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Karrikins: a new family of plant growth regulators in smoke
journal contributionposted on 2023-05-18, 11:17 authored by Chiwocha, SDS, Dixon, KW, Flematti, GR, Ghisalberti, EL, Merritt, DJ, Nelson, DC, Riseborough, J-AM, Steven SmithSteven Smith, Stevens, JC
Karrikins are a chemically defined family of plant growth regulators discovered in smoke from burning plant material. Karrikins are potent in breaking dormancy of seeds of many species adapted to environments that regularly experience fire and smoke. The recent discovery that karrikins trigger seed germination and control seedling growth in taxa that would rarely experience fire indicates that their significance could extend far beyond fire ecology. This is exemplified by new studies showing that seeds of Arabidopsis thaliana respond sensitively and specifically to karrikins in smoke. These exciting discoveries might be explained if karrikins are produced in the environment by processes other than fire, such as by chemical or microbial degradation of vegetation in response to disturbance of the soil or removal of the plant canopy. Another hypothesis is that plants contain endogenous karrikins that function naturally in the control of seed germination and that species from fire-prone habitats have evolved to respond also to exogenous karrikins. A variant on this hypothesis is that karrikins mimic endogenous plant hormones such as terpenoids that control seed germination. The evidence for these hypotheses is discussed, but whatever the explanation karrikins are now firmly established as an important family of naturally occurring plant growth regulators.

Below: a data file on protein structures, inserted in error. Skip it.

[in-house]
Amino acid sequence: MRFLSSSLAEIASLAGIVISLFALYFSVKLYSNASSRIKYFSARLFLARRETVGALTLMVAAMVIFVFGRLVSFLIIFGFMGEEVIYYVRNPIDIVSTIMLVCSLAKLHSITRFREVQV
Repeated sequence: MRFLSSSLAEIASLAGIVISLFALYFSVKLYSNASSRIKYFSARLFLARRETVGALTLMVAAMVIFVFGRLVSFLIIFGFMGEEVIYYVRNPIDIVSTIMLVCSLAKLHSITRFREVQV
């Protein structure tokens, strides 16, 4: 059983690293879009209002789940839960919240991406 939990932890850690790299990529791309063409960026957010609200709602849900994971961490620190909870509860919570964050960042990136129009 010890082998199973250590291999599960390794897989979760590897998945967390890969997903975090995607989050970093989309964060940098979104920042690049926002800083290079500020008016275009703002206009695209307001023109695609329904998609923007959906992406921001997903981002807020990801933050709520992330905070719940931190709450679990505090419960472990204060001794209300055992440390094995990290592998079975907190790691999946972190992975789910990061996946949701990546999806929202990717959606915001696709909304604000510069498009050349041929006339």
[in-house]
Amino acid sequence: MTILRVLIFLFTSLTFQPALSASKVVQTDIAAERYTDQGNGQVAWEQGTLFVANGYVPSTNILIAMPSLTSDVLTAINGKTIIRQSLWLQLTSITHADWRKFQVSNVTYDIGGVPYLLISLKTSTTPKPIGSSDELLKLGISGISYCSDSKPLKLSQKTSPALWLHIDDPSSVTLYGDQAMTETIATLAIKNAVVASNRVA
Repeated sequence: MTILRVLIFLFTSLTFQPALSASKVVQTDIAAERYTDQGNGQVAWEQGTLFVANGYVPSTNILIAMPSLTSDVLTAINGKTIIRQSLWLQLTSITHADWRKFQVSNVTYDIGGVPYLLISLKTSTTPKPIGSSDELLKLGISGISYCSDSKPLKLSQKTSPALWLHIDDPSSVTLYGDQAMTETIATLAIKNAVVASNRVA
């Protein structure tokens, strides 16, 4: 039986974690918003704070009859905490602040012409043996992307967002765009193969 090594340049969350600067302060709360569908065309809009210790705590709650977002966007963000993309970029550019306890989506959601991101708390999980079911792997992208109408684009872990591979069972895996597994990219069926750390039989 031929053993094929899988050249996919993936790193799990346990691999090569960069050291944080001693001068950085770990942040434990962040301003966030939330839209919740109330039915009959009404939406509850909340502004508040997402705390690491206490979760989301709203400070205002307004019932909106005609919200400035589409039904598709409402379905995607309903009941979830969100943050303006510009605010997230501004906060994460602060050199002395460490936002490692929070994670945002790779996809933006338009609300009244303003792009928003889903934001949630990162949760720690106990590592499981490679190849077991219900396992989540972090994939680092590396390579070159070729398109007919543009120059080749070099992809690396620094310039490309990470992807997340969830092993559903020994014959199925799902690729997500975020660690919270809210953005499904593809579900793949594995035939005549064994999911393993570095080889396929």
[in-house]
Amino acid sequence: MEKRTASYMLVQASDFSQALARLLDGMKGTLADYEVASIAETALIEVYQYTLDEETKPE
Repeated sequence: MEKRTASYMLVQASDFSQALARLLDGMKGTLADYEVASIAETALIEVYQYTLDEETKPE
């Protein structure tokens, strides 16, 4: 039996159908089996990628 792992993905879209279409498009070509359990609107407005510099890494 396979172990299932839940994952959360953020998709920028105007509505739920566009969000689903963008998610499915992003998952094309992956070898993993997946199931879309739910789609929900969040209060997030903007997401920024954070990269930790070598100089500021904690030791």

Publication titlePlant Science
Department/SchoolSchool of Natural Sciences
PublisherElsevier Sci Ireland Ltd
Place of publicationCustomer Relations Manager, Bay 15, Shannon Industrial Estate Co, Clare, Ireland
Rights statement©? 2009 Elsevier Ireland Ltd. All rights reserved.